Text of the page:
My Next Project – Scope Change


Ben's Thoughts


dev-blog, ecto, liveview, my-next-project, phoenix, stack


January 29, 2022

Table Of Contents


This is the second post of the series. I want to write a post every week, documenting every change, no matter how small. Given I still have some spare time now, I have gotten a lot done. I finished reading three books about Elixir, and it’s given me some great ideas. I know, books aren’t the greatest way to learn a programming language because no one book will remain up to date for more than a year or two at the most. However, it does teach you some interesting things that other means won’t. Also it’s way more friendly (usually, depending on the book), so why not splurge? Plus, I had an Amazon gift card burning a hole in my pocket.

If you’ve been paying attention, I changed this from about my upcoming Book #3. I will make a project, but it will be something else with some other stack because Elixir/Phoenix is capable of some amazing things and I don’t want to use it on some one-and-done thing. I had a vision of creating a platform for learning.

The Stack

I will be unfortunately cutting Vue out entirely. I will be doing things 100% with Elixir’s Phoenix and its fascinating LiveView. I really like Vue, and I will use it for whatever project I actually do for book #3, but this gives me the opportunity to wait for Nuxt 3 to come out, which I’m looking forward to. There are several more reasons for this choice.

The first is that I’ve never used this technology before, and I love learning things. LiveView is different and lets you avoid using JavaScript entirely. That might be kinda strange, to effectively use sockets to avoid JavaScript, but I should try it at least once, right?

The second reason is that it allows for stateful communication between the backend and frontend, which is what Phoenix is all about. I might as well embrace this thing wholeheartedly.

The third reason is that otherwise I need to worry about things like CSRF tokens and authentication. Nothing is too complicated, but it’s just more work. The programmer’s credo is to embrace laziness. Or, rather, that there’s a humongous amount of things to do, and you should try to build off of everything that’s come before you rather than reinvent the wheel every time you do anything.

To sum it up, the frontend will be Phoenix LiveView, the backend will be Elixir Phoenix, and the database will be Postgres. I will be using Elixir’s Ecto as an ORM.

The Endpoint

The internet is the greatest tool for learning and enlightenment that has ever been created by humankind, and we need to realize that. There have been some wonderful ways in which that has been done, such as Wikipedia, but it’s been sadly lacking in the last decade. I want to be able to say “I want to learn programming” and just go to a webpage that will at least help me get started, and, once I have enough down, point me in the direction of better resources.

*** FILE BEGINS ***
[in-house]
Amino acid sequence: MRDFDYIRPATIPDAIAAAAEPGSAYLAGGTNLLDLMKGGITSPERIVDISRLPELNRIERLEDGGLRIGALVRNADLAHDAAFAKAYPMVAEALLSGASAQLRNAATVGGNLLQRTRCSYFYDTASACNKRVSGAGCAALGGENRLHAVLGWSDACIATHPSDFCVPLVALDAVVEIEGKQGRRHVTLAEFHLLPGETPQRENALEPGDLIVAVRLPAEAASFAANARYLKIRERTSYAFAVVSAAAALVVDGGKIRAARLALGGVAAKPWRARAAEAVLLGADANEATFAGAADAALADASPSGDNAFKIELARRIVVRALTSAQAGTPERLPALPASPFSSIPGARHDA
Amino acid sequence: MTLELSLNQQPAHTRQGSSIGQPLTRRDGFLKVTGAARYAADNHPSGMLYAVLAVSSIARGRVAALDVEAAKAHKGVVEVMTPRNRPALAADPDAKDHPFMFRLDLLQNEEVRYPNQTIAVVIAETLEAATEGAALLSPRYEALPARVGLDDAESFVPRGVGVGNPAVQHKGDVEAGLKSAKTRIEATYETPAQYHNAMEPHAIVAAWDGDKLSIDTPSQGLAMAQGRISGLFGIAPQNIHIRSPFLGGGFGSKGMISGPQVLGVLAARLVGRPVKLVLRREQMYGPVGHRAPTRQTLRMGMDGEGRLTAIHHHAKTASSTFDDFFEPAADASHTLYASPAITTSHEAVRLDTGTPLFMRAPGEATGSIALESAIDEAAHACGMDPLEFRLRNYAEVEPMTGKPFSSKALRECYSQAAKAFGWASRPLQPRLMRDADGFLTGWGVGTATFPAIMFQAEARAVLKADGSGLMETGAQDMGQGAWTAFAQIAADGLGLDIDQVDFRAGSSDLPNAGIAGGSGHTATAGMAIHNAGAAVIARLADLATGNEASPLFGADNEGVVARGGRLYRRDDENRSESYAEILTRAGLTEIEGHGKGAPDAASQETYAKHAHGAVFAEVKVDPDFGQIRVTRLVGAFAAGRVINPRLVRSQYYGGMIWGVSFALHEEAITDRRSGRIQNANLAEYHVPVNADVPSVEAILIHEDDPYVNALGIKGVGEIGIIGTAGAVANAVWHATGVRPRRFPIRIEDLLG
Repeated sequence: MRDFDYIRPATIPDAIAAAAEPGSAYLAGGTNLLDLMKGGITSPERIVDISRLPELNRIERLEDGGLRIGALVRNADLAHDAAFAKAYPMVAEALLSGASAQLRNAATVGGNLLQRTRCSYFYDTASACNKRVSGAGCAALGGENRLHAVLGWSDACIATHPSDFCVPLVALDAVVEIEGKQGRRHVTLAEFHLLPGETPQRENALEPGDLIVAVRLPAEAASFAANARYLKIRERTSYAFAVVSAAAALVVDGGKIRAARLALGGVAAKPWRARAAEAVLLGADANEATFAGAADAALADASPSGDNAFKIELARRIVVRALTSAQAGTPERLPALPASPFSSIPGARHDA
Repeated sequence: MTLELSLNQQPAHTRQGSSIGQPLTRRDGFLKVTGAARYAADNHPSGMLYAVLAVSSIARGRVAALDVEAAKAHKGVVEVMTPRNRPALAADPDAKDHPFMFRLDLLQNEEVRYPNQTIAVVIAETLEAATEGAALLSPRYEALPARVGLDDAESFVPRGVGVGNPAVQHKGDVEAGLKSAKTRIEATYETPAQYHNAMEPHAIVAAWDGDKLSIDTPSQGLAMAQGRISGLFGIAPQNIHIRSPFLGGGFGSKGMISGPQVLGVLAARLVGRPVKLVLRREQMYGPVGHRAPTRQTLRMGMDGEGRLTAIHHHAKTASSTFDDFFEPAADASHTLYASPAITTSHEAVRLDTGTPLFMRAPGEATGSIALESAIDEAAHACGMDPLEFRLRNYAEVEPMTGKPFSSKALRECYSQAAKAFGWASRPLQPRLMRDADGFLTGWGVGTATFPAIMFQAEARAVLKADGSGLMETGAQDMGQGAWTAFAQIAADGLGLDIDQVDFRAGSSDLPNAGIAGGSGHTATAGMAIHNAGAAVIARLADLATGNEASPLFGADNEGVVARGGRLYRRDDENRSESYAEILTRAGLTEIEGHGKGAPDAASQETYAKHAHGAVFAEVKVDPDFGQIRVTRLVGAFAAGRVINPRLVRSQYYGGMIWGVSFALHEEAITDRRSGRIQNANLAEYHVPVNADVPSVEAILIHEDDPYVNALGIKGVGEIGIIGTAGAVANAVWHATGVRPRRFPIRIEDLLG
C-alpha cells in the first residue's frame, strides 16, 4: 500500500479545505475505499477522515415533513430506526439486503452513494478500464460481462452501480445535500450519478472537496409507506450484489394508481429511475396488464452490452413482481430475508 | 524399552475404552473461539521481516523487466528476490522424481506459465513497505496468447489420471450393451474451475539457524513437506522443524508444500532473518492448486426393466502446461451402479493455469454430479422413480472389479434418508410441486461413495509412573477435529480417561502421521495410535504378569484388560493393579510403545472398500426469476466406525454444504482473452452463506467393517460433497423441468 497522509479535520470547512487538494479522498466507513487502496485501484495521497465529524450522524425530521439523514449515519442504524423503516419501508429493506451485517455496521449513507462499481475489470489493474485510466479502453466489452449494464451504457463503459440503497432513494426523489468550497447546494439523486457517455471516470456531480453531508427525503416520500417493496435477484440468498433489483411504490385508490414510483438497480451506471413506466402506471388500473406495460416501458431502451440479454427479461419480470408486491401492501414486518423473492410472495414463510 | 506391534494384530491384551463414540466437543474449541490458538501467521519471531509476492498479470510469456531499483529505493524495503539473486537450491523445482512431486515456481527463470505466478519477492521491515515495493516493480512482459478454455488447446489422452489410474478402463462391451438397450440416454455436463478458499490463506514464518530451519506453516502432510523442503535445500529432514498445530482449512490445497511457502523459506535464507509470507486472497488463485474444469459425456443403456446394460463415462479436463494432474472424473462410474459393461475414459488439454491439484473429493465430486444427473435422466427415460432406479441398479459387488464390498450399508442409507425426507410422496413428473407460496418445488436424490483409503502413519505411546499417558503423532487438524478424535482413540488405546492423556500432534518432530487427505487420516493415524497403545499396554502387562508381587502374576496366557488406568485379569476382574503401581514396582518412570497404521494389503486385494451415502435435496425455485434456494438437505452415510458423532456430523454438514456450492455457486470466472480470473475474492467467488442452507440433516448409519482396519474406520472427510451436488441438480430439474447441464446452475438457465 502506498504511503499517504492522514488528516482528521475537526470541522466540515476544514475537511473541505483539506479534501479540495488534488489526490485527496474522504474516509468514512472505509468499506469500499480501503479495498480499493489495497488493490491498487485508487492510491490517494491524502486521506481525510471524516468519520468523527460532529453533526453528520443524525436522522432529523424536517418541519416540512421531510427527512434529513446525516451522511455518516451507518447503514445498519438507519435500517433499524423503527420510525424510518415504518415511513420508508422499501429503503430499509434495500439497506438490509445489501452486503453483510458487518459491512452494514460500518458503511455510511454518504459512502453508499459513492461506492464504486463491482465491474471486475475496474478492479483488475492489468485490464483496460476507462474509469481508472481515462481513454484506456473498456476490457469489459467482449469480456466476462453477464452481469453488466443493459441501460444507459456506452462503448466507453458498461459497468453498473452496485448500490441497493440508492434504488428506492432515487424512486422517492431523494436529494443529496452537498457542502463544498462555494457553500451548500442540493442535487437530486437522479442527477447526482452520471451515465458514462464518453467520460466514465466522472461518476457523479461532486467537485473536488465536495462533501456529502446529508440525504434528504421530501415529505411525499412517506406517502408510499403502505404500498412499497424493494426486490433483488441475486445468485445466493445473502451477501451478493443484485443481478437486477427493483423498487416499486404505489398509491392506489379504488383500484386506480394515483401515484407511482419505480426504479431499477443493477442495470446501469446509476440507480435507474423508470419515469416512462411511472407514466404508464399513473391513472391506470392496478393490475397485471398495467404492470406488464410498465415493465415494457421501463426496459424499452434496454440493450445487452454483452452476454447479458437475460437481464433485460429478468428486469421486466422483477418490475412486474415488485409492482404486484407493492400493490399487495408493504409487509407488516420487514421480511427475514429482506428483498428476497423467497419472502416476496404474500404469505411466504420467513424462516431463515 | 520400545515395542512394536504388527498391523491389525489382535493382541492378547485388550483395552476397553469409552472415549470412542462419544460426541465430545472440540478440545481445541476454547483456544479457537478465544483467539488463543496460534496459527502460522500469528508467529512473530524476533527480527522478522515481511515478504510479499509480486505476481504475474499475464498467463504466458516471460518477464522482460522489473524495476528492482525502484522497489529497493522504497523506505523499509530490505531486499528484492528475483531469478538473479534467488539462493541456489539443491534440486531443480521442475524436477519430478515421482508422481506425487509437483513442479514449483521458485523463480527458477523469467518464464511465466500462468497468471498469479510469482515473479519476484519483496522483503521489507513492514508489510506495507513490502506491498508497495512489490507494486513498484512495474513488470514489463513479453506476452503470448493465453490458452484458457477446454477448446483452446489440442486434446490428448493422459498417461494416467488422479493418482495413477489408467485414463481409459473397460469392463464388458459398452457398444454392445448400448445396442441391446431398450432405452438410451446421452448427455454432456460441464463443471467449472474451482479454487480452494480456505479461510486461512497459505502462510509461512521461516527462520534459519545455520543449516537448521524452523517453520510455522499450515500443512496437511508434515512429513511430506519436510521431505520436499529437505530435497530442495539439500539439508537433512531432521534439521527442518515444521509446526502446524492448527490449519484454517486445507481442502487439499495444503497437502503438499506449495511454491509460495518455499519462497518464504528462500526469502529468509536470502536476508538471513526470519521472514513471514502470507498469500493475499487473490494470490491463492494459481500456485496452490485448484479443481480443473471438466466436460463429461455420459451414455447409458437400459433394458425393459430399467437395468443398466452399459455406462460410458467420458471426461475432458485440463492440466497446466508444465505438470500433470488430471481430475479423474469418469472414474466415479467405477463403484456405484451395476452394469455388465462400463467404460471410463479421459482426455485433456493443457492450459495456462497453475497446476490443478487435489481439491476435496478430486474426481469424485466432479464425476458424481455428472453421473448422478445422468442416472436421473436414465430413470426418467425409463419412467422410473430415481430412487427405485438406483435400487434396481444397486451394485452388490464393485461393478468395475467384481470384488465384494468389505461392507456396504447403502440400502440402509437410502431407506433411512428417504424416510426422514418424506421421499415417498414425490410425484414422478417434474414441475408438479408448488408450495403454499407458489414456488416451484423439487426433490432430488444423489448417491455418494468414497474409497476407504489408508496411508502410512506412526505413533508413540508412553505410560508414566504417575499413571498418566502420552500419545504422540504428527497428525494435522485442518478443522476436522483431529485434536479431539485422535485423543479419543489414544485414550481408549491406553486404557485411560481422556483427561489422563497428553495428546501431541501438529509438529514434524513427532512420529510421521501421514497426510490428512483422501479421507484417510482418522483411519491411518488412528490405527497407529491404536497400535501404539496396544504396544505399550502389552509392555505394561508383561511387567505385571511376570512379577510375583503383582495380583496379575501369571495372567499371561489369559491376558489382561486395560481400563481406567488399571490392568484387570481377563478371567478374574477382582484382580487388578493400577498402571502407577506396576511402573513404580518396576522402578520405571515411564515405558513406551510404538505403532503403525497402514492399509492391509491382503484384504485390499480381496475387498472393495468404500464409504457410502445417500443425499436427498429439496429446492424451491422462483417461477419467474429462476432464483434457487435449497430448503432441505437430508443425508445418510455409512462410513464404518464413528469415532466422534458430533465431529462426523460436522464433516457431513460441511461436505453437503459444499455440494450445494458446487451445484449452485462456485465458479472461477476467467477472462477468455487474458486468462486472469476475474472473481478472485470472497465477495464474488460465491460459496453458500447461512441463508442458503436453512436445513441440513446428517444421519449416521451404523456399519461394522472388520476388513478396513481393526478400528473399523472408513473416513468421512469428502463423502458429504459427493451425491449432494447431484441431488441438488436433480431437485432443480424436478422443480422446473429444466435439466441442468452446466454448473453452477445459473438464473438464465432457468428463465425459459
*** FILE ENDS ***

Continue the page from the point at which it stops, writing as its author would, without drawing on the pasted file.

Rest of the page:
Phoenix’s big selling point is two things: 1. it allows stateful (continuous) communication between client and server and 2. it can handle many simultaneous connections. In the last book I was learning from, they created a system for users to create videos (just links to YouTube) and store it in a database, have users write messages on it live and have a query API look up information at the same time for every comment. I could easily do that with any Framework with a backend, but the quickness and ease was astounding. It opened my eyes.

Oh yeah, the simultaneous connections thing. That’s something I couldn’t do on my own, but I’m not exactly worried about it for now because no one’s visiting my websites. But if I were to create something that people wanted to visit, Phoenix will be my go-to choice.

Back to the subject at hand. What is the endpoint for all of this? I recently had the experience where an old friend from graduate school wanted to get into programming. So what did I do? I pointed him towards the same resources that I used to learn Python. I had to explain a bunch of stuff, like setting up an IDE, how to access the correct version of Python, how to use the REPL and how to use the terminal. A lot of this stuff isn’t really available to you, and you just need someone to sit down and explain it to you.

But a big problem with that is that a lot of resources are out of date. These will be things that are several years out of date, and since then things have changed. Or it won’t work according to your setup or whatever. There are Facebook groups out there too, and they can be a great place. But I had another idea. A free, centralized platform just dedicated to learning where you can browse lessons, ask a question at any time and anyone can answer it. If you want to upload/link to something, you can too. And any question you answer on something you created would display that you did that.